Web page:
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Mabkhout Ali al Ameri with his 18-month old son Mohammed, shortly after a botched US raid on al Ghayil in January 2017 had killed at least 20 villagers, including Mohammed's mother Fatim Saleh Mohsen. © Iona Craig

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Published

April 8, 2022

Written by

Sanjana Varghese

International gathering brings nearer a protocol on restricting explosive weapon use in urban areas.

States edged closer to a political declaration on the use of explosive weapons in populated areas on April 8th, after three days of crunch talks in Geneva.

More than 65 states descended on the Swiss city for key talks on the wording of a political declaration that advocates believe would save thousands of lives by restricting the use of wide area effect explosive weapons in populated areas (EWIPA). Detractors, such as the United States government, argue it would unfairly limit the freedom of their own military actions and have threatened not to sign.

While no final text was agreed upon Friday, all sides struck an optimistic tone at the end of the three-day meet – saying a deal was nearer than ever. Delegates will meet again for one day in two months before an adoption ceremony expected in the summer.

“There are clearly differences of opinion but we have seen a very positive, solution oriented approach,” the chairperson, Ambassador Michael Gaffey of Ireland, said. “We are not simply working on a formula of words in a political declaration –  we want to make a real difference and impact on the ground and foster behavioural change.”

The talks were given additional urgency by the ongoing war in Ukraine, and Russia’s extensive use of explosive weapons on its cities. Moscow did not attend the talks.

Even the United States, widely viewed as one of the most hostile states to a declaration with teeth, struck a more positive tone than in previous meets. “There are still tough drafting issues and decisions ahead, and we have to get them right. The US delegation pledges our goodwill, to help to get to a positive outcome. We look forward to doing so.”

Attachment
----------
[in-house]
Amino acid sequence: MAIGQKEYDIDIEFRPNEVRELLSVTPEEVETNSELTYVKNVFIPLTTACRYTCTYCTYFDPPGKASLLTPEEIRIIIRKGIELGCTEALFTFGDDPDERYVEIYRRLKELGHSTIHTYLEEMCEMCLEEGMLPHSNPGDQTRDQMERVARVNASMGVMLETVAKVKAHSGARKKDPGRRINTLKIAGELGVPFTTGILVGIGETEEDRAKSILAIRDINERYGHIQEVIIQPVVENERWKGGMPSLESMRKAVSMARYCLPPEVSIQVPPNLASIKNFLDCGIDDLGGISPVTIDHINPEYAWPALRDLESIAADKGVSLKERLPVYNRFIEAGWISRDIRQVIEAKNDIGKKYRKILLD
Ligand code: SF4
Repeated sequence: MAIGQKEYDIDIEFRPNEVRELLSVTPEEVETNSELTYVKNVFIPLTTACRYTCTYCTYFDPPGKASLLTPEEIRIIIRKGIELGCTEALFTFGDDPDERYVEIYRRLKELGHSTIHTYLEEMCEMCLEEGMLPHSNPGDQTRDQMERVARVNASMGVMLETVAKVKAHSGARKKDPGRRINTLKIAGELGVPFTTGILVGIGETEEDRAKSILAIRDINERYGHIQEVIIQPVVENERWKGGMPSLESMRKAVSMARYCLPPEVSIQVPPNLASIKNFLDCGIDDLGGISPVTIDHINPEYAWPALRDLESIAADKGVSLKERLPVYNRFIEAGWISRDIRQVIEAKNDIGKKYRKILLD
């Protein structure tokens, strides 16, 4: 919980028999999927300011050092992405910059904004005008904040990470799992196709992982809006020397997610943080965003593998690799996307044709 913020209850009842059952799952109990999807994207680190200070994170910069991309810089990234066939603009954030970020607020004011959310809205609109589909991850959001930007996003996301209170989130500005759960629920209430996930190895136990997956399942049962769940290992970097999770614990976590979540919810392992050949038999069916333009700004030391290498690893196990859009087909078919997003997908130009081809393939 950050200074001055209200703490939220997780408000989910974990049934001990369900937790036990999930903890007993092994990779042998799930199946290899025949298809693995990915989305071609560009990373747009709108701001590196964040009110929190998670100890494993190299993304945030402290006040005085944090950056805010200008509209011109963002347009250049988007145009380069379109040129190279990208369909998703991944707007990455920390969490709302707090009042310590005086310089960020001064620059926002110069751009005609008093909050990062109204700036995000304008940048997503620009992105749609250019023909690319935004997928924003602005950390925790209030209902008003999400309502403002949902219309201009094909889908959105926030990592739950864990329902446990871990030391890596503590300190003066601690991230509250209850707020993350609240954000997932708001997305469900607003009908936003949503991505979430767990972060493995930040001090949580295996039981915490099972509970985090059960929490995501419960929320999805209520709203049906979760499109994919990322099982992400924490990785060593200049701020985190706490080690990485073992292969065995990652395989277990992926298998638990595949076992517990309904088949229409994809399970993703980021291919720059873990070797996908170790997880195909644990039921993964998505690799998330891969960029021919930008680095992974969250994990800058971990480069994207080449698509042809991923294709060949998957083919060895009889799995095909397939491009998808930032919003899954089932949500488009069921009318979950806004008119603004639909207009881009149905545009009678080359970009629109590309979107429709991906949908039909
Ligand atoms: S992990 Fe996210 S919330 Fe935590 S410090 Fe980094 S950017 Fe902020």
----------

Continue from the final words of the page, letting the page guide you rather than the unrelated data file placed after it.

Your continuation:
Since 2018, Ireland has chaired consultations on the use of explosive weapons in populated areas. In the sessions since, the need for such a declaration – which is not legally binding and so does not create new legal obligations – has only become clearer.

“The draft declaration text holds the potential to make a meaningful contribution to the protection of civilians, and negotiations over the past few days have overall been constructive,” Laura Boillot of INEW, a network of NGOs pushing for the protocol, told Airwars.

“But decisions will now need to be made if the final text is going to have humanitarian effect. Most importantly it needs to establish a presumption against the use of explosive weapons with wide area effects in towns, cities and other populated areas.”

It will be a failure to leave this room agreeing that simply restating existing laws will reduce civilian harm – a failure for all of us who came here with the intention to reduce that harm in the first place." @alma_osta in HI concluding remarks at #EWIPA negotiations today. pic.twitter.com/pTKpgfqWWU

— HI_Advocacy (@HI_Advocacy) April 8, 2022

Civil society groups and international agencies made a strong case for restricting EWIPA.

Three days of consultations

During three days of focused talks, several key fissures bubbled. While states in attendance – and civil society organisations – repeatedly emphasised the shared desire to produce a tangible and meaningful political declaration that could help save civilian lives on the ground, the practicalities of the process made clear that good intentions weren’t going to be enough.

On the first day of the informal consultations on April 6th, states made general remarks – affirming their support for the proceedings as well as their national positions – after an introductory statement from Ireland, the penholder.

In these general remarks, most states tended towards re-affirming the positions they had made clear in previous negotiations. On the hawkish side, the UK, US, Israel and Canada all emphasized that their positions as militarily active states meant that they would not sign a declaration in its current form, which included strong language about avoiding the use of explosive weapons in urban areas. Throughout the week, the delegates from these countries could often be seen meeting as a bloc outside of formal proceedings.

Many of the sticking points that emerged on the first day continued to dominate both the main floor and side conversations. The predominant line of argument was between those who argued that the declaration needed only to reaffirm the importance of international humanitarian law and provide further guidance about how to do so in this context; and those who asserted that this declaration needed to strengthen existing commitments and add new ones for states around the use of explosive weapons.